Relief, Reform, and Recovery

President Franklin D. Roosevelt took office in 1933, in the midst of the Great Depression, and quickly acted to try to provide aid to those in need and to help the economy. FDR was elected for his campaign promise of a New Deal, which was a range of federal programs to help provide the “Three Rs” – relief, recovery, and reform. A lot of his New Deal legislation was enacted in the first three months of his presidency, also known as the Hundred Days.

“Relief” referred to more immediate economic relief for the people detrimentally affected by the Great Depression, namely the poor and unemployed. FDR was quick to provide such relief; two days after he took office, he declared a Bank Holiday, which suspended all banking activity for four days from March 6 to March 10, because Americans had been anxiously withdrawing their bank deposits and thus depleting many banks of all their cash. During these four days, Congress passed the Emergency Banking Act, which worked to stabilize the bank system and insured bank deposits. To alleviate high unemployment rates, two temporary job creation programs called the Civil Conservation Corp (CCC) and the Civil Works Administration (CWA) were enacted to help unemployed people get by. In addition, the Federal Emergency Relief Act (FERA) provided grants to state agencies that, in turn, provided economic assistance to the people in those states.

“Recovery” referred to recovery of the economy by creating new jobs and spending federal money to revive the economy. To stimulate the economy, FDR created temporary programs like the Agricultural Adjustment Act (AAA), which increased agricultural prices by controlling the amount of supply, and the National Industrial Recovery Act (NIRA), which controlled wages and prices.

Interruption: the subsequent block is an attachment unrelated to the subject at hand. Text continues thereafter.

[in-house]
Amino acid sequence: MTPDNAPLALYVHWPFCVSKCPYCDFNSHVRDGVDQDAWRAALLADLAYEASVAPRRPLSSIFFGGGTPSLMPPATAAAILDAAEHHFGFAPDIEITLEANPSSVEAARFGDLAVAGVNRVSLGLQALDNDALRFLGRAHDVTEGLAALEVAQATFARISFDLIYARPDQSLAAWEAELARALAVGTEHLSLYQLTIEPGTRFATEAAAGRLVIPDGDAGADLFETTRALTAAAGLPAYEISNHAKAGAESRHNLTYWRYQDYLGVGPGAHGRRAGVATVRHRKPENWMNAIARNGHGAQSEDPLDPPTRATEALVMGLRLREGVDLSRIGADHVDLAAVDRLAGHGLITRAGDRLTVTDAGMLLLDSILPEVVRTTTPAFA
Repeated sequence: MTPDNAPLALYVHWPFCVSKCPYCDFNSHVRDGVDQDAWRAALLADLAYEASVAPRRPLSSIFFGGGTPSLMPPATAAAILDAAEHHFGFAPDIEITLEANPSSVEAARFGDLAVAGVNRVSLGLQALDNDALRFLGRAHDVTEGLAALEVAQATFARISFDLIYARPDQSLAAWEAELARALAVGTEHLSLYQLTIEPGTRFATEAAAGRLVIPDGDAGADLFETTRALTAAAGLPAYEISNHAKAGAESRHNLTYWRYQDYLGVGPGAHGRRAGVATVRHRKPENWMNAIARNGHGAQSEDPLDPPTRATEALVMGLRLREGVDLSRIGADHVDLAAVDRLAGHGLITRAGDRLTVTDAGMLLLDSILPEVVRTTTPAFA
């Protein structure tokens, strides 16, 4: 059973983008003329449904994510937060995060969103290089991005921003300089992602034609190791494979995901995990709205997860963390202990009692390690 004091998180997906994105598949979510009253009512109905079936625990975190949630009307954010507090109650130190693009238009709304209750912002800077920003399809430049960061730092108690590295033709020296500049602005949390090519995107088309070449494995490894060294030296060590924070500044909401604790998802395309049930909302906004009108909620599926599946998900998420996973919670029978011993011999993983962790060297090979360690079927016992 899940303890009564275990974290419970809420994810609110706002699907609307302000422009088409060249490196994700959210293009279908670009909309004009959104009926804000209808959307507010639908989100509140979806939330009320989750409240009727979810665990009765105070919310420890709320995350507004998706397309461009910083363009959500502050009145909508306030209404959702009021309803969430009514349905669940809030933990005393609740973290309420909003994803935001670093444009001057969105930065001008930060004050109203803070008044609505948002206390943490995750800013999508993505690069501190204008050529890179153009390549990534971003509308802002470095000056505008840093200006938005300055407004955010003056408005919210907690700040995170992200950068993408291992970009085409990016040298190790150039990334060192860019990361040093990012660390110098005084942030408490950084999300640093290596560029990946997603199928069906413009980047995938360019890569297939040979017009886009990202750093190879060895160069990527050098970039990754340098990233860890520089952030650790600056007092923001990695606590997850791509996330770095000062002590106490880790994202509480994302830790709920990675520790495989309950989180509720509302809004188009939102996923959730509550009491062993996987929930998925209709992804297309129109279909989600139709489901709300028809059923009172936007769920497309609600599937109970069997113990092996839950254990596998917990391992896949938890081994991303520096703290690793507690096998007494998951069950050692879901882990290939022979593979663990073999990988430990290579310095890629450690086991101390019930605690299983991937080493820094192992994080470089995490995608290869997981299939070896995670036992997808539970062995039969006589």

The creation of the Home Owners Loan Corporation (HOLC) transformed the way mortgage loans were carried out and helped homeowners who were having trouble paying back their mortgage loans during the Great Depression. Other recovery agencies and legislation included the Works Progress Administration (WPA), and the National Youth Administration (NYA), the Federal Housing Act (FHA).

“Reform” referred to implementing new regulations and permanent programs into the financial system to avoid another Great Depression in the future, such as the Securities Exchange Act, which created the Securities and Exchange Commission (SEC) to regulate the stock market. The Social Security Administration (SSA), which still exists today, provided and continues to provide economic assistance to the elderly and other more vulnerable populations during the Great Depression. As a way to protect workers and enhance workers’ welfare, the National Labor Relations Act (NLRA) created the National Labor Relations Board (NLRB), which guaranteed the right of workers to enter into trade unions and engage in collective bargaining. Prior to this, employers could condition someone’s employment on a promise to not join a trade union. Other reforms also included the Federal Deposit Insurance Corporation (FDIC) and the Soil Conservation Act.

The New Deal came in three waves and was considered a success in growing the economy and softening the blow of the Great Depression. Even today, there are still significant vestiges of the New Deal transformations, such as the Social Security System and the FDIC.